“Just what is the big deal with the terrible twos?” a mom recently asked. She had been talking with other mothers who were discussing avoiding the terrible twos. Several of them had prided themselves on the fact that they had little struggle at that time in their child’s life and were encouraging her that if she was having significant issues, she must be doing something wrong. She was feeling guilty that her child was not happy with her at times and seemed very demanding. What was she doing wrong?
So what are the terrible twos anyway? For the first two years of a child’s life, Mom hovers around meeting all of the needs without hesitation. This is a requirement due to the very nature of the developing child. At the age of about two, this all has to begin changing. Between the ages of two to three, Mom has to begin detaching from the complete caretaker role and begin the transition to that of a part-time Mom. Remember, they do leave at 18. For this to happen successfully it is important for the child to begin hearing the word … NO. This of course causes significant levels of frustration in the child. In other words, most children at this point are not “happy”. Little Johnny who has had every need and want satisfied for the last two years of life, his only two years of life, now begins to understand that he is no longer the center of the universe and he doesn’t like it. Johnny is upset and often Mom is upset about now having to deal with a surly, whiny two year old ……. this is the terrible twos.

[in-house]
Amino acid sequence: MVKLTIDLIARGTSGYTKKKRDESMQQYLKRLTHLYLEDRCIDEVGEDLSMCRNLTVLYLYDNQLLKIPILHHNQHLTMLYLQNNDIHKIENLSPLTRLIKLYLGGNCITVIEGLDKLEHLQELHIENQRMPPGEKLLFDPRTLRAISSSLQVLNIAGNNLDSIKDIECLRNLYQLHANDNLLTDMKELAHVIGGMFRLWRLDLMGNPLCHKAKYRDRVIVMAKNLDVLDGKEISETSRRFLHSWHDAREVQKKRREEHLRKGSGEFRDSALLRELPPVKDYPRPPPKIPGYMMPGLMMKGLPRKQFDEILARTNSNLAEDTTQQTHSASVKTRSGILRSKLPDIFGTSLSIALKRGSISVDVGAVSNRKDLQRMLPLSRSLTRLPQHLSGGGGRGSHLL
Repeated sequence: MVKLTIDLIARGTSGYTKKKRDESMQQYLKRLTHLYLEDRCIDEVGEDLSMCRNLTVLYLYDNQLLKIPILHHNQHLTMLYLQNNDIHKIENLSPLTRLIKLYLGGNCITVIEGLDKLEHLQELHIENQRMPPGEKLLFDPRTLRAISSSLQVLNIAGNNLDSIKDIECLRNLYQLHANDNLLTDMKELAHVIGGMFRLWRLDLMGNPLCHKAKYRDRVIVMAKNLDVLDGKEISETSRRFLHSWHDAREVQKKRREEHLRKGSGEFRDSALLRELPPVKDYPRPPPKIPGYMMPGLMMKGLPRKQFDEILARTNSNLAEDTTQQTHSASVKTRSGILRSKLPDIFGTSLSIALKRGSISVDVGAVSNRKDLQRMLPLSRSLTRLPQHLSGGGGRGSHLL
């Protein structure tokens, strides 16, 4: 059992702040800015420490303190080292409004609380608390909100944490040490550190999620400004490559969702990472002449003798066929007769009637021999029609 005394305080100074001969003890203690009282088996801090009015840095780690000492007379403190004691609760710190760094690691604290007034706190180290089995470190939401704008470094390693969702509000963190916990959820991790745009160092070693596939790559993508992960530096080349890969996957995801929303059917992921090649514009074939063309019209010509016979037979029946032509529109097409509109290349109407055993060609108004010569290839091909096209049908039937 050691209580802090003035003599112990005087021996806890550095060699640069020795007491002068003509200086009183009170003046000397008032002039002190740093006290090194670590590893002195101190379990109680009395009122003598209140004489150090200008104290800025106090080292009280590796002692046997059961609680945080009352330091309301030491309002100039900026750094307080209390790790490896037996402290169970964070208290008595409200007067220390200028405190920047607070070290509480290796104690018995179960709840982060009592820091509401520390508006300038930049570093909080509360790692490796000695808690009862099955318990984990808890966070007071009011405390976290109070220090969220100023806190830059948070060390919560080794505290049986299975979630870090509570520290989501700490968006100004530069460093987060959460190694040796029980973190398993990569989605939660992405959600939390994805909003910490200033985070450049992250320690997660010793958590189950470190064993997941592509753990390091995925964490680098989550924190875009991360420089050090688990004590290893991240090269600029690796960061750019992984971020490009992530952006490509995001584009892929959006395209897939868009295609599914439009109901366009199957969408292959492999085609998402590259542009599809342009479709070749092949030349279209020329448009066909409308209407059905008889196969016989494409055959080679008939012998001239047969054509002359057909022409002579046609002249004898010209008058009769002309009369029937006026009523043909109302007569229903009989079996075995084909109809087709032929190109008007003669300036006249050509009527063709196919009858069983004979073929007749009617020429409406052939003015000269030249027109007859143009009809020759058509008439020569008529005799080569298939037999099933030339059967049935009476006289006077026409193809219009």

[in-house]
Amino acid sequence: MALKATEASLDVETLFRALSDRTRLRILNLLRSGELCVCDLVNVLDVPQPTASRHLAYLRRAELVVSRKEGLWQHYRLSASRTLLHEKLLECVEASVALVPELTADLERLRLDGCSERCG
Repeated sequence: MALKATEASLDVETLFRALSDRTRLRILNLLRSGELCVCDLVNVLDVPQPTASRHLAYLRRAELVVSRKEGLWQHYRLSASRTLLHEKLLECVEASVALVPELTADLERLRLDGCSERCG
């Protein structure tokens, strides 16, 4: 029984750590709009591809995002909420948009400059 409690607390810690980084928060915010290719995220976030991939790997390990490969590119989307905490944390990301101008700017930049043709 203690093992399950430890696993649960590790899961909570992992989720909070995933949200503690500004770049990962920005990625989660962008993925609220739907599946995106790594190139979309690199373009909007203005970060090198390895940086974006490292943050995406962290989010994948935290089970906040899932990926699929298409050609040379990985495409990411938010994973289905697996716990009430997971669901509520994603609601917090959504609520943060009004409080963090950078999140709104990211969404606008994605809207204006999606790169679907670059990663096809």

The odds are that this Mom is doing her job. When she began setting boundaries, her son was not happy and let her know it. This is how it should be. The process of a child learning to handle not getting everything they want and that others exist outside of themselves is vital for healthy development. I have noticed over the years that when parents report never having terrible twos, they often end up with terrible teens. When a child has not learned how to handle boundaries and frustration early in life, it will come up again. Often it is during the teen years when the yearning for freedom is at one of its strongest points. The problem at this time in their life is that a time-out won’t work and they are as big as we are. When I have dealt with parents who made a significant effort at setting boundaries with their children during the two to three year transition, the teen years are significantly smoother and enjoyable.
Not only are the “terrible twos” not to be avoided, they actually are to be initiated by Mom. This process of separation, and the ensuing demonstration of authority in a child’s life, sets the tone for the next sixteen years. This clear demonstration of authority begins the process of developing an obedient and respectful child. Yes, some children adapt with less conflict, but most are quite frustrated at this vital time of transition in life. Just remind yourself, this is necessary. Would you rather have an irate two year old, or an irate fourteen year old? If your answer was the former, you probably haven’t gotten to the latter yet.